Now that identity thieves use technology that would make James Bond jealous, the Midwood Civic Action Council heard bankers explain how to avoid being tricked by the bad guys.
At a meeting at Caraville Restaurant, 1910 Ave. M, two bankers from Astoria Federal Savings Bank told civic council members that personal information can be easily stolen from unsuspecting customers.
The amount of money lost to fraudsters reported to the Federal Trade Commission jumped by 20 percent from $568 million in 2004 to $682 million in 2005. And more than a third of those consumer complaints involved identity theft.
Just using ATM machines can lead to identity theft.
Thieves have dreamed up ever more sophisticated ways of stealing PIN numbers and account information.
One method uses hidden cameras in bank lobbies, perhaps hidden in a fake leaflet box, pointed toward a keyboard.
Another uses a fake keyboard that is laid over the actual keypad, which records the information as the customer types in their PIN number.
A third uses a false card reader placed over the financial institutions legitimate ATM card reader.
Next thing you know they are creating false ATM cards, said Jacqueline Shapiro, assistant secretary of Astoria Federal Savings.
The general rule is that if it doesnt look right, report it.
It is never a good idea to keep personal identification numbers written down, or to use PIN numbers that crooks could easily guess, such as a date of birth, said Kathleen Macario, assistant vice president of Astoria Federal Savings.
Perhaps the biggest prize for anyone who wants to assume someones identity is getting hold of the victims name and Social Security number.
Macario says that she frequently sees pay stubs left by customers lying around her bank branch. These documents often have the Social Security numbers, names and addresses printed on them.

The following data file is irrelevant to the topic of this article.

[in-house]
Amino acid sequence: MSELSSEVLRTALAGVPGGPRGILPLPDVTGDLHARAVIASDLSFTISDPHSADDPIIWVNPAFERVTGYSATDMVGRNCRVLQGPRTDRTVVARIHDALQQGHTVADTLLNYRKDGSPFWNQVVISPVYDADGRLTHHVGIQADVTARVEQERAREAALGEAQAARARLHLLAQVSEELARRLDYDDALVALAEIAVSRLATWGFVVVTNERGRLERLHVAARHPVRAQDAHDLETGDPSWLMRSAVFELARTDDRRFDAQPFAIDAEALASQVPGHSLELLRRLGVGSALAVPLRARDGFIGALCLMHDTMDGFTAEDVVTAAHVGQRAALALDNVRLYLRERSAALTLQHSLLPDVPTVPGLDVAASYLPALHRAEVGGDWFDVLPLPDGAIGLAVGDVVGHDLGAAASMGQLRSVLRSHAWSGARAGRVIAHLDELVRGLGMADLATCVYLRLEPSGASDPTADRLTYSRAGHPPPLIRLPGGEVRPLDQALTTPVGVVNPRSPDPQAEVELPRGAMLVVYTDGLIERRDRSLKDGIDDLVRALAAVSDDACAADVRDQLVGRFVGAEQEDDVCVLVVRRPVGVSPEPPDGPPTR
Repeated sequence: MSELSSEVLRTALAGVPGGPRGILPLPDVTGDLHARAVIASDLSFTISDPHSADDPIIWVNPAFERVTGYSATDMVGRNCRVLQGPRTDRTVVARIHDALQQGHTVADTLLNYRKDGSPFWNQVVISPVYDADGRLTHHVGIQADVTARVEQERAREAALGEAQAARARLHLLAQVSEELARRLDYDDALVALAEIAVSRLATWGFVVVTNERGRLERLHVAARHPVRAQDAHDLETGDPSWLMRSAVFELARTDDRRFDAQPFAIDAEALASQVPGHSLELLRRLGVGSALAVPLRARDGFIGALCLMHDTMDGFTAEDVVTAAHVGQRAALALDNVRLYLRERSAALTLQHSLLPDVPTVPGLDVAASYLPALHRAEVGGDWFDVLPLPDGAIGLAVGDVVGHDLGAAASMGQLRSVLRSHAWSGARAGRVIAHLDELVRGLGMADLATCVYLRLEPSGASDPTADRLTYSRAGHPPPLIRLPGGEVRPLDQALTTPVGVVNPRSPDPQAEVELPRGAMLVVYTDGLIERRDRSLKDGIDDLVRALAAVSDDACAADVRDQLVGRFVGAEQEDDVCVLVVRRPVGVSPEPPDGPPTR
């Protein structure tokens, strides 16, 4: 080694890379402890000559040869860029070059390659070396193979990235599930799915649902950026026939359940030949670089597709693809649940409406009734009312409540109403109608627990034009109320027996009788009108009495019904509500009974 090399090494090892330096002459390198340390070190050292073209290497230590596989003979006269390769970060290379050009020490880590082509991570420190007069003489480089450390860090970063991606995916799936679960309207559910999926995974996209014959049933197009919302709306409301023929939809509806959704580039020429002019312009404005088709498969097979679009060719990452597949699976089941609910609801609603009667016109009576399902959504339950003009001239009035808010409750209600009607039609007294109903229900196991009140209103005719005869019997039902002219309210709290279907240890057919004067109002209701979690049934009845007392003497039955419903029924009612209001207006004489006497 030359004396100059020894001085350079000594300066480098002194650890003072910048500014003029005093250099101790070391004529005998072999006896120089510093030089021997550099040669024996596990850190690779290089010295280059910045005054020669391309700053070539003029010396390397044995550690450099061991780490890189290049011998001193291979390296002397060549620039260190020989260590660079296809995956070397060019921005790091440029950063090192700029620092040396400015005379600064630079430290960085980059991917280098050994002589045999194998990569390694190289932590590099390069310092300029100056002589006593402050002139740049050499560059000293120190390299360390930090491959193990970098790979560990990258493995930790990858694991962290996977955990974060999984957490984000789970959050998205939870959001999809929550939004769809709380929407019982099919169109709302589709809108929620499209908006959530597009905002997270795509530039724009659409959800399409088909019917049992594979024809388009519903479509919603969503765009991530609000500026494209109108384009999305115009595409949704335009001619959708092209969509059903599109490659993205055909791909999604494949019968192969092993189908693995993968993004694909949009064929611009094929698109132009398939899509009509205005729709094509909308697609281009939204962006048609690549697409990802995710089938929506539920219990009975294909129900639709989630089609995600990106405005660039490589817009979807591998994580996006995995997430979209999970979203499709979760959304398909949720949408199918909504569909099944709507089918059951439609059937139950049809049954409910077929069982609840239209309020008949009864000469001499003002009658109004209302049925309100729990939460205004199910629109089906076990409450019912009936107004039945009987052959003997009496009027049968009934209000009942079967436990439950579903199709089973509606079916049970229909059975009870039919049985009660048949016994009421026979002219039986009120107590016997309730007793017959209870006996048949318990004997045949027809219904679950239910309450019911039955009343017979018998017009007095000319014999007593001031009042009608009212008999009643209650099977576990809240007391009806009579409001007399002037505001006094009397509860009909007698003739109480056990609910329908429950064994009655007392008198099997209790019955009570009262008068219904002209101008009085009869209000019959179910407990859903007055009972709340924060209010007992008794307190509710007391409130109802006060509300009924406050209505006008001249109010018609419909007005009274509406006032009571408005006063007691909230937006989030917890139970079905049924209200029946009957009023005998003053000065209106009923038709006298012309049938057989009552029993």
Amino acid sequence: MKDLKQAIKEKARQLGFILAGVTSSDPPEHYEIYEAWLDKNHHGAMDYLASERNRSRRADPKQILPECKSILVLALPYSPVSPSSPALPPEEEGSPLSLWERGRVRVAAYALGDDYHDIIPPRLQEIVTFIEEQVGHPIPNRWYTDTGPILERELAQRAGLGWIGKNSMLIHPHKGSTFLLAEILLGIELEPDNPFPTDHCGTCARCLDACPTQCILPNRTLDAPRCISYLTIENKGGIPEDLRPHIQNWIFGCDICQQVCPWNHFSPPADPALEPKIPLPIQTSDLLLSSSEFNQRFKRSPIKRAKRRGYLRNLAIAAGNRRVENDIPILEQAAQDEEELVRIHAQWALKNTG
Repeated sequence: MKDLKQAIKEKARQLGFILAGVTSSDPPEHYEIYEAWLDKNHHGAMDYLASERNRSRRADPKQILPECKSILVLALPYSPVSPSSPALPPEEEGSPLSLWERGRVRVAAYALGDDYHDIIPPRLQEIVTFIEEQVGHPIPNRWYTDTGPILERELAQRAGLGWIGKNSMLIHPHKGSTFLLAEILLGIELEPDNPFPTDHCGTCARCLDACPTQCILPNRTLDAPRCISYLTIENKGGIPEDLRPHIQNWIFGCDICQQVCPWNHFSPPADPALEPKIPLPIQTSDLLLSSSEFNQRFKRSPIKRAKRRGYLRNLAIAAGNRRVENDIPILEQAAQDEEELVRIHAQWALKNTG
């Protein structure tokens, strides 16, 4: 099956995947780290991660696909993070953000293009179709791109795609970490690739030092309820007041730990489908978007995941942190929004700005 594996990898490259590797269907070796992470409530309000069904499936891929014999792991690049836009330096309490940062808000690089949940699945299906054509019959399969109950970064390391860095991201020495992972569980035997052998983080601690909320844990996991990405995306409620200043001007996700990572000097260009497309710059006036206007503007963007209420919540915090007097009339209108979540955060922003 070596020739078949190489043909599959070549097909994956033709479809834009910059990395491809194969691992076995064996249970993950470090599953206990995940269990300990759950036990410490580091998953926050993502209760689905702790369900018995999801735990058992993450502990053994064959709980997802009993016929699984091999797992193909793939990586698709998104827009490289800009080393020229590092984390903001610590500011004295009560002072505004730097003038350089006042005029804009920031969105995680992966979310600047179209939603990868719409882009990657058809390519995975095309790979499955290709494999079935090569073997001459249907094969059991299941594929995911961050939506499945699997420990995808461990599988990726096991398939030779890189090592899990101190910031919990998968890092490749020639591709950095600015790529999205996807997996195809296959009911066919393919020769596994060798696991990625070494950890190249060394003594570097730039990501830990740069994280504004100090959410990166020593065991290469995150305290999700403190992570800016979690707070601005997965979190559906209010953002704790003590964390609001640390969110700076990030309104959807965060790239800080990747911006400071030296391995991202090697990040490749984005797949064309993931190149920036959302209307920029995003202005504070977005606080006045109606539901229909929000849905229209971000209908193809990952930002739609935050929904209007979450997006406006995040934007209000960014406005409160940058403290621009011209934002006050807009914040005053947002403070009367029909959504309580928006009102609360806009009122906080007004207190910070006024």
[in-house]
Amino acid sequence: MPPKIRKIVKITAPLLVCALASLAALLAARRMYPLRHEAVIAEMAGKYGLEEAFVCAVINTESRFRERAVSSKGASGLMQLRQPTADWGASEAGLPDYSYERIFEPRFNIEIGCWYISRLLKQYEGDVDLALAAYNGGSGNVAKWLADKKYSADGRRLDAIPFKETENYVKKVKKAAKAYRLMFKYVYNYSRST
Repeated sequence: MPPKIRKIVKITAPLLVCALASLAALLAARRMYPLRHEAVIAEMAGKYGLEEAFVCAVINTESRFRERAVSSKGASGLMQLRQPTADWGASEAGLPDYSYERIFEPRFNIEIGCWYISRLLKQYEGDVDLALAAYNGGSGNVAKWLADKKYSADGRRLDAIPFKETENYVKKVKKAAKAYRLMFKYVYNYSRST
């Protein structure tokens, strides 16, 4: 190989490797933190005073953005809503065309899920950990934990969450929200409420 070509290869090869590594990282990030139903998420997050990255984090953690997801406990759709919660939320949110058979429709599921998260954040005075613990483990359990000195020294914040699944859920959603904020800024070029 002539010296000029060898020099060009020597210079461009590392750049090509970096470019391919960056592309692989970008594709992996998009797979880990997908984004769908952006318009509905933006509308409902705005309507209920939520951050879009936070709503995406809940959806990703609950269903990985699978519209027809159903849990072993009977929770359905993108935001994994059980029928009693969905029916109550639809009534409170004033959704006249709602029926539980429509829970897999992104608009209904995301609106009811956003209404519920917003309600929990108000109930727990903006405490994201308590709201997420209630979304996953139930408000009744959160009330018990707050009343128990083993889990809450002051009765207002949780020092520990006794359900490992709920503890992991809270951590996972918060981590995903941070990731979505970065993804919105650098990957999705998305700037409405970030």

We are trained to walk around and look for them, Shapiro said. If they have your Social Security number and your name, that is all they need to be you.
But with all the talk of high-tech crime, it is easy to forget that some crooks use more old-fashioned methods to separate victims from their hard-earned cash. They simply grab money as a customer withdraws cash from an ATM, or they look over the shoulder as the PIN is entered.
It is therefore never a good idea to hold open a door for someone while entering a cash machine lobby after business hours. Customers should also withdraw their money as quickly as possible, and keep an eye out to make sure nobody is lingering close by.
With so many transactions being done electronically, balancing the checkbook has become more complicated.
But this should not stop anyone from going through their bank statement to check for unauthorized transactions.
Like parasites, some thieves take small amounts of money over time from many different accounts, hoping that their pilfering will go undetected.
You have to make sure you check your statements when they come in, said Shapiro.
Receipts or statements should never be discarded into trash cans, but should be shredded.
Anyone with an email account should be very wary of opening messages with attachments. These could have spy software, which steal account and personal information from a computers hard drives.
But identity thieves also use hoaxes to get personal information.
There are many different ways to trick people to giving over personal information. Some bogus Web sites pose as legitimate auction houses. Other scams offer money from overseas in exchange for an upfront fee or account information, while other fraudsters pose as catalog salespeople.
The bottom line is to never give out information over the Internet or over the phone, unless the identity can be confirmed.
Never give personal information over the phone unless you initiated the call, said Shapiro.
Many banks now offer customers identity theft protection. For example, Astoria Federal Savings Bank charges $5 a month for theirs.
©2006 Community News Group
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